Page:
Feeling abnormally sleepy or tired during the day is commonly known as drowsiness. Drowsiness may lead to additional symptoms, such as forgetfulness or falling asleep at inappropriate times.
IF YOU OR SOMEONE YOU KNOW IS CONCERNED ABOUT HAVING DROWSINESS, PLEASE INQUIRE AT THE FRONT WINDOW ABOUT SCHEDULING A NEUROLOGICAL EVALUATION.
What Are the Causes of Drowsiness?
A variety of things may cause drowsiness. These can range from mental states and lifestyle choices to serious medical conditions.
Certain lifestyle choices may lead to increased drowsiness, such as working very long hours or switching to a night shift. In most cases, your drowsiness will reduce as your body adapts to your new schedule.
Drowsiness can also be a result of your mental, emotional, or psychological state
Depression can greatly increase drowsiness, as can high levels of anxiety or stress. Boredom is another known cause of drowsiness. If you are experiencing any of these mental conditions, you’re also likely to feel fatigued and suffer from apathy.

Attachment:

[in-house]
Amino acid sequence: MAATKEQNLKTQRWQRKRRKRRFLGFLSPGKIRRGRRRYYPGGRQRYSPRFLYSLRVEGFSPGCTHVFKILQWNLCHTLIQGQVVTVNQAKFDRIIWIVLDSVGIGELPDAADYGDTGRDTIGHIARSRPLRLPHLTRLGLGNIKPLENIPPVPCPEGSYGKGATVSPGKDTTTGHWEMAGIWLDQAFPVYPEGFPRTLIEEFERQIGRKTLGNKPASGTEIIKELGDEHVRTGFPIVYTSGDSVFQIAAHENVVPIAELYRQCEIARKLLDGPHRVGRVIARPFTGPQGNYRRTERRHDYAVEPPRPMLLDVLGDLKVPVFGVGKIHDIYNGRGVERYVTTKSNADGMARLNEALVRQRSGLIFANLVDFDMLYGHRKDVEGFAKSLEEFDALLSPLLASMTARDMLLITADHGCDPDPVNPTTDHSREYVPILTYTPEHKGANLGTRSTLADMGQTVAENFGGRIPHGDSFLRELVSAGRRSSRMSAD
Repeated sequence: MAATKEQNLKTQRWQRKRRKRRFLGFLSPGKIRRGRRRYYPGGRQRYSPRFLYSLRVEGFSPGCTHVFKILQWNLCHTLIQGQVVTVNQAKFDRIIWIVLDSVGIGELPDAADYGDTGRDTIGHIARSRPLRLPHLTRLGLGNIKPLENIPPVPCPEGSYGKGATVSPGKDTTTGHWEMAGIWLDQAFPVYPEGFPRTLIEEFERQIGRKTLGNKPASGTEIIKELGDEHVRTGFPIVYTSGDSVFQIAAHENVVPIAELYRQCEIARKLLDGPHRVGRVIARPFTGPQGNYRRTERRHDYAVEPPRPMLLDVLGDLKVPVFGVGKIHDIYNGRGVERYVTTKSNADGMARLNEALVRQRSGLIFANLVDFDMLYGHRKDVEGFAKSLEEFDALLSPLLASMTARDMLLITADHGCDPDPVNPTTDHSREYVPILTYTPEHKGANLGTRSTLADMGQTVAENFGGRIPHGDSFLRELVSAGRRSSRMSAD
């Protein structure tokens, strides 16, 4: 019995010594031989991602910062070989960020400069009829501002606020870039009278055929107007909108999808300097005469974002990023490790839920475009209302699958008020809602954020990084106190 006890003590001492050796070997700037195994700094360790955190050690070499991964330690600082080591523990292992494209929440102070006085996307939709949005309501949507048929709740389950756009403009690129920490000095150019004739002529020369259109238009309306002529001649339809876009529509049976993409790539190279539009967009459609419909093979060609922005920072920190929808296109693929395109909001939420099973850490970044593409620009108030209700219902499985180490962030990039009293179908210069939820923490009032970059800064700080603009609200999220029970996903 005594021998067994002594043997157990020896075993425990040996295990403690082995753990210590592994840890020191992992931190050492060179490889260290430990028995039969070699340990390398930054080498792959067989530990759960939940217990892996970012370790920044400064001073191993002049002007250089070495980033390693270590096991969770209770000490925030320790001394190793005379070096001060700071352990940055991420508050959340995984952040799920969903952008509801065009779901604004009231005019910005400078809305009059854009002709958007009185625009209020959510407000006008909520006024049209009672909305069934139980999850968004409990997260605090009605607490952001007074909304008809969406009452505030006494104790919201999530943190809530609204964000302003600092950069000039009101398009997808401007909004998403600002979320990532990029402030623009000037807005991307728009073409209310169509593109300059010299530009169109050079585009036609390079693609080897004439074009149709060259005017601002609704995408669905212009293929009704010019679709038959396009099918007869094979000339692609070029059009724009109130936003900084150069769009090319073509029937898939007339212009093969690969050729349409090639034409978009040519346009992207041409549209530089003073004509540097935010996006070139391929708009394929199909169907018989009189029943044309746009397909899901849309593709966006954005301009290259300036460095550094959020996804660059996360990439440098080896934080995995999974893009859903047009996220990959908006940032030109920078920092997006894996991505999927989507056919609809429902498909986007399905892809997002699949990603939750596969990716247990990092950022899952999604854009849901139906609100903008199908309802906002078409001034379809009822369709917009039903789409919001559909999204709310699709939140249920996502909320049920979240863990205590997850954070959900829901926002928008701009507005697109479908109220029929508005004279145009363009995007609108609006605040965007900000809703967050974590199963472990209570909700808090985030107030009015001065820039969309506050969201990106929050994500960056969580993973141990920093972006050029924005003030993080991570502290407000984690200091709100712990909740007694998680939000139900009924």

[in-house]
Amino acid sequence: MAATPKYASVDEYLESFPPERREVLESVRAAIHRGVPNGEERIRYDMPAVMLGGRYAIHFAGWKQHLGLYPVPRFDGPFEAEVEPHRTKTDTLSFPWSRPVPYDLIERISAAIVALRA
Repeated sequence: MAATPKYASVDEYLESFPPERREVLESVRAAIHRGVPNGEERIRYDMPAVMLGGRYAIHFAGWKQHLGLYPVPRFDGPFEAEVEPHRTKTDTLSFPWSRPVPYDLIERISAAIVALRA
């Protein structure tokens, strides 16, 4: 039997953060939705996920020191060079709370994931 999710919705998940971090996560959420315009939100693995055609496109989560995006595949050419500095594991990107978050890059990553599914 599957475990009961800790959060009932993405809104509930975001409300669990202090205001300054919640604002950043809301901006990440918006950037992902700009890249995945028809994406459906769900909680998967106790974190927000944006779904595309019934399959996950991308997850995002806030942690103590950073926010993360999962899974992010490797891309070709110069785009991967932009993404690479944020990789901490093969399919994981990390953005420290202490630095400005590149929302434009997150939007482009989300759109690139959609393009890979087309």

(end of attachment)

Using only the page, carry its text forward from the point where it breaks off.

Some medical conditions can cause drowsiness. The most common is diabetes. Other conditions that may lead to drowsiness include those that cause chronic pain or affect your metabolism, such as hyponatremia (when the level of sodium in your blood is too low), or hypothyroidism. Finally, infectious mononucleosis (Mono) and chronic fatigue syndrome (CFS) are other well-known causes of drowsiness.
Many medications, particularly antihistamines, tranquilizers, and sleeping pills, list drowsiness as a possible side effect. These medications carry a warning against driving or operating machinery while consuming these drugs.
Talk to your doctor if you suffer from prolonged drowsiness due to your medications. They may prescribe an alternative or adjust your current dosage.
Excessive drowsiness without a known cause can be a sign of a sleeping disorder. There’s a range of sleeping disorders, and each has its own unique effects.
Sleep apnea is a disorder where a blockage in your upper airways creates pauses in your breathing throughout the night, causing you to wake up frequently with a choking sound. Other sleep disorders include narcolepsy, restless leg syndrome, and delayed sleep phase disorder.
How Is Drowsiness Treated?
Treatment of your drowsiness will depend on its cause.